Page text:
Love is a verb.

Bloganuary

I don’t come from a demonstrative family. We’re not cuddles and hugs. We’re respectful distance and assumptions about feelings.

I don’t remember hearing “I love you” much growing up. I don’t remember hearing it said between my parents, and I don’t remember hearing it said to us, though I’m sure it was. My parents say it now, and children are scads more appealing as toddlers.

Perhaps this is why I struggle to say the words. And struggle I do. They tie my tongue. Thinking about saying them brings on panic and sweats. I feel awkward and anxious, never entirely sure I won’t be rejected. I even struggle with my children. I say it quickly and in passing so the risk is lessened.

I didn’t worry when they were young. We don’t fear rejection from the single-digit set. It’s hugs, cuddles, and “I love you” all the time.

But children grow up and one day they feel less safe. I hate that I connect with my children this way, but we are who we are, and among other things, I’m wary.

To the bones, it seems. The wall that holds the adult world somewhat at bay holds no one exempt, it seems.

If I was an old man, they’d label me taciturn, at least when it comes to touchy-feely stuff. If I’m telling you about an article I recently read, all bets are off. When it comes to intellectual stuff, I’m positively verbose. [i]

For me, love isn’t about the words.

My love language is action. It has always been thus. There’s less risk of rejection in the doing, and I have much fear when it comes to speaking some truths out loud.

The ones that make you vulnerable.

I’ve become pretty good at going toe-to-toe with bullies. I’m going to get punched in the chin one of these days. Do you think they’d shave a bit off my nose if I already needed plastic surgery?


I tell you I love you when I say, “drive carefully.”

I tell you I love you when I deal with the spider.

I tell you I love you when I say, “eat your greens.” I tell you I love you when I ask you if you’ve checked the tires and had an oil change done recently. Take care of things I rely on to keep you safe.

I tell you I love you when I call you on your birthday. When I remember the anniversary of your mother’s death. When I bring you a care package when you’re sick.

I tell you I love you when I tell you I miss you. I tell you I love you when I cook your dinner and make sure it’s a balanced meal.

I tell you I love you when we eat cake for breakfast.

I tell you I love you when I burn a candle, when I dust, when I hang pictures and set out knickknacks. It’s love that makes a home.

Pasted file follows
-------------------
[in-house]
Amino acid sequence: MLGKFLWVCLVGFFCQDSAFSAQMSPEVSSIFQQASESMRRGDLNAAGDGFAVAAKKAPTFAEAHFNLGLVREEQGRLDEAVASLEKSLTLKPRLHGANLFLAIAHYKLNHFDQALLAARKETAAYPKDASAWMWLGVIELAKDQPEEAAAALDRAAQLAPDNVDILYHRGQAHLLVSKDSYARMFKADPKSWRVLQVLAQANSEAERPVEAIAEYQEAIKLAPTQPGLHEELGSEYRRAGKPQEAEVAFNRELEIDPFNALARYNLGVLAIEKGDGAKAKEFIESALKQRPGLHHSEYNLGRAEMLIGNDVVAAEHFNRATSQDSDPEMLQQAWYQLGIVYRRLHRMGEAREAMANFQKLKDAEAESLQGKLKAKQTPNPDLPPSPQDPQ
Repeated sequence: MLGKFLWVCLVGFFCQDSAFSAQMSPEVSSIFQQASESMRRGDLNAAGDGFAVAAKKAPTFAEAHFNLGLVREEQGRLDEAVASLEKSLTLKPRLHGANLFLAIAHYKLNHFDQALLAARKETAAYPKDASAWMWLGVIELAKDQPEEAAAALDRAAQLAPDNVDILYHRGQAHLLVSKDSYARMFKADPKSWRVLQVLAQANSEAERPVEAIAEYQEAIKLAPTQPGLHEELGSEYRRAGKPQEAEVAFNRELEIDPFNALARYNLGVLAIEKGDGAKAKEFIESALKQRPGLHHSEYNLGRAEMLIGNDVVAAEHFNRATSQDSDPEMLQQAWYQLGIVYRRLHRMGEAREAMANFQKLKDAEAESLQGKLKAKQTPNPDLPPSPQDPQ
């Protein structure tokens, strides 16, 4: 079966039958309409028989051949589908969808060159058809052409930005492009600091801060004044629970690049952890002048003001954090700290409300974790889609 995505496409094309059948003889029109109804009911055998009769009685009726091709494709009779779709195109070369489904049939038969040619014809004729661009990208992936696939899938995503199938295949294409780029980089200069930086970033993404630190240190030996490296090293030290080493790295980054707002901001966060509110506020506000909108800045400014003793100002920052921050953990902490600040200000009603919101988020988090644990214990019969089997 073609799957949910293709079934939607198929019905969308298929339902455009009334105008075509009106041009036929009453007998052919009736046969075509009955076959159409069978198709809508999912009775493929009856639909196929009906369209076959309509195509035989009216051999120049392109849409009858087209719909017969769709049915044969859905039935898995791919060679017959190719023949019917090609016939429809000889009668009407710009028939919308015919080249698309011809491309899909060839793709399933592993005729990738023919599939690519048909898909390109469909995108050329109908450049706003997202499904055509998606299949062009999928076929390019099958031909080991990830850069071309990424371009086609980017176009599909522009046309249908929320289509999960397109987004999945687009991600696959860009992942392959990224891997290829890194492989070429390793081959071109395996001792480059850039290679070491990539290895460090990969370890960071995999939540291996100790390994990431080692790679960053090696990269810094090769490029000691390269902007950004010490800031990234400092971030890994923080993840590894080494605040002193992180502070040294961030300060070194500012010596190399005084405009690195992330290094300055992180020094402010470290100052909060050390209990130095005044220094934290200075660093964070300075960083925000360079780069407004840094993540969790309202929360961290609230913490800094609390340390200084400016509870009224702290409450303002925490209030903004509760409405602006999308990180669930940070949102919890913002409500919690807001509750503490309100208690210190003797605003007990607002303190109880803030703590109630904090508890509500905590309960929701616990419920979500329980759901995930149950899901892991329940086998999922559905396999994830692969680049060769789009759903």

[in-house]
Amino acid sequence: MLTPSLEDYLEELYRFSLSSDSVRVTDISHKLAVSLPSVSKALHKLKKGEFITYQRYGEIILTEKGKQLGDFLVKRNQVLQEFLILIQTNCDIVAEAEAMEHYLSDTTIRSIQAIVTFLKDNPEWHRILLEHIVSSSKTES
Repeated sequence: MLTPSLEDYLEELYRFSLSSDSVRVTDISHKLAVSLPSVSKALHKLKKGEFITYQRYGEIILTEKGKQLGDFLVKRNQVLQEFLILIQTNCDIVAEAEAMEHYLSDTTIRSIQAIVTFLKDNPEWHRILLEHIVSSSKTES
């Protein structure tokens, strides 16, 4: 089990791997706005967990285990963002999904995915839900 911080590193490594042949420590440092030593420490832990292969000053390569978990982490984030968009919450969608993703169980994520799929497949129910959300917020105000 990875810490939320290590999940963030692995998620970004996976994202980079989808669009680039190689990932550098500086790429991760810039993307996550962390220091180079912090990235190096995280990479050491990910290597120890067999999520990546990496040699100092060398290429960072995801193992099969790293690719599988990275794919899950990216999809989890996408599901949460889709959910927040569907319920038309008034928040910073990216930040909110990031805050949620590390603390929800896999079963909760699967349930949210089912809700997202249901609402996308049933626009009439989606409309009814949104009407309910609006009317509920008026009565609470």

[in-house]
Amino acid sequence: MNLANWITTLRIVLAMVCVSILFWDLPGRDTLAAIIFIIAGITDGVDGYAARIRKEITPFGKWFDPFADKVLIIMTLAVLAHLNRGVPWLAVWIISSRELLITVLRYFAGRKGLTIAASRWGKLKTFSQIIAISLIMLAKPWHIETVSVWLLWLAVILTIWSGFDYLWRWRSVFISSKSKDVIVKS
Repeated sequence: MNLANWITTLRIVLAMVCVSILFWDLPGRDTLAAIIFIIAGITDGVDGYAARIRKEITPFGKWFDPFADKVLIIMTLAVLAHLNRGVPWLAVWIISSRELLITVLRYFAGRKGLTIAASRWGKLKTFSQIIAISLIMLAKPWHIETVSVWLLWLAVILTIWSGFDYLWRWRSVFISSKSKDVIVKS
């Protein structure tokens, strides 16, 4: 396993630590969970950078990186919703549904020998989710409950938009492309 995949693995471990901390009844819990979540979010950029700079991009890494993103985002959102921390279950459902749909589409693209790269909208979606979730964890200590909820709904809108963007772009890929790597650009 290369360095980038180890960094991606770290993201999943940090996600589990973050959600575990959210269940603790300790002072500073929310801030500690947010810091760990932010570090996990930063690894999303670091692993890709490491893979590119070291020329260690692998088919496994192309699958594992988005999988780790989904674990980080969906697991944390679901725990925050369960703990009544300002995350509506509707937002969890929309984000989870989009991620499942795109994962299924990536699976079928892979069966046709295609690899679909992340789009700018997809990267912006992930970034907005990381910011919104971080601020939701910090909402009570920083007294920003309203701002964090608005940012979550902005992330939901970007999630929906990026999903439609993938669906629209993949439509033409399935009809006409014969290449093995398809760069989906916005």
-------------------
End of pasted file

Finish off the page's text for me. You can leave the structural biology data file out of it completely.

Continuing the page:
I tell you I love you when I do your laundry. And when I refrain from offering tips on how you could better take care of your clothes.

I tell you I love you when I offer to help. And when I refrain.

I tell you I love you when I remind you, yet again, about that thing you need to get done. People who don’t care, don’t bother.

I tell you I love you when I buy fruits and vegetables instead of cookies and chips. Okay, one bag of chips, but it was small and it was pretzels, which are a fake chip. They’re baked. They’re practically health food.  

I tell you I love you when I let you go out in the world which is a dangerous and scary place.

I tell you I love you when I try to make you laugh.  

I tell you I love you when I listen.

I tell you I love you when I pay attention to the things you’re passionate about.

I tell you I love you when I’m honest, even when it hurts. I tell you I love you when I’m angry or disappointed, even though I’m terrified I’ll be rejected forever. So far, that hasn’t happened, but my inside voice remains unconvinced. I tell you I love you when I persist.

I tell you I love you when I tell you, “No.” I tell you I love you when I exercise healthy boundaries. What value would my love have if I didn’t love myself too?

I tell you I love you when I rescue you. I tell you I love you when I remind you that you can swim.

I tell you I love you when I take out the garbage in the morning.


I tell you I love you without words in a million different ways, you just have to pay attention.

Though I understand words are nice too.

I’m working on it.


[i] “I just read an article” is probably the phrase I use most in this life. I used it three times in a single conversation yesterday, referencing three separate articles. I need a new introduction.

header credit: me, via Canva.


11 thoughts on “Love is a verb.

  1. Both my husband and I express love through acts of service (I also express love through giving gifts—the hubs secondary love language is touch), so I identify heavily with this post. Weirdly, I prefer RECEIVING love through acts of service and words of affirmation. We’re all such complicated creatures.

    I tell you I love you when I spend time reading your posts and post thoughtful comments. 😉

    Liked by 2 people

  2. What a moving, beautiful post. There is so much to gain from the many beautiful ways you tell people you love them. My favourite part was how you excused buying a bag of pretzels. I agree, they ARE practically health food. Lol.

    Liked by 1 person

  3. Very insightful post – words do make us more vulnerable and leave us open to possible rejection – perhaps, our ability to be vulnerable reflects the status of our inner room and can be a way to tell how we are progressing on our path of life . . . perhaps . . . – thank you for sharing these very helpful thoughts

    Liked by 2 people

  4. You’re so right, we show love in so many different ways. The way we show love differs with the person the love is directed at. There are people in my life who I have no hesitation in verbally expressing my love, yet there are others where the words are hard, but the actions of love are not an issue.

    Liked by 2 people

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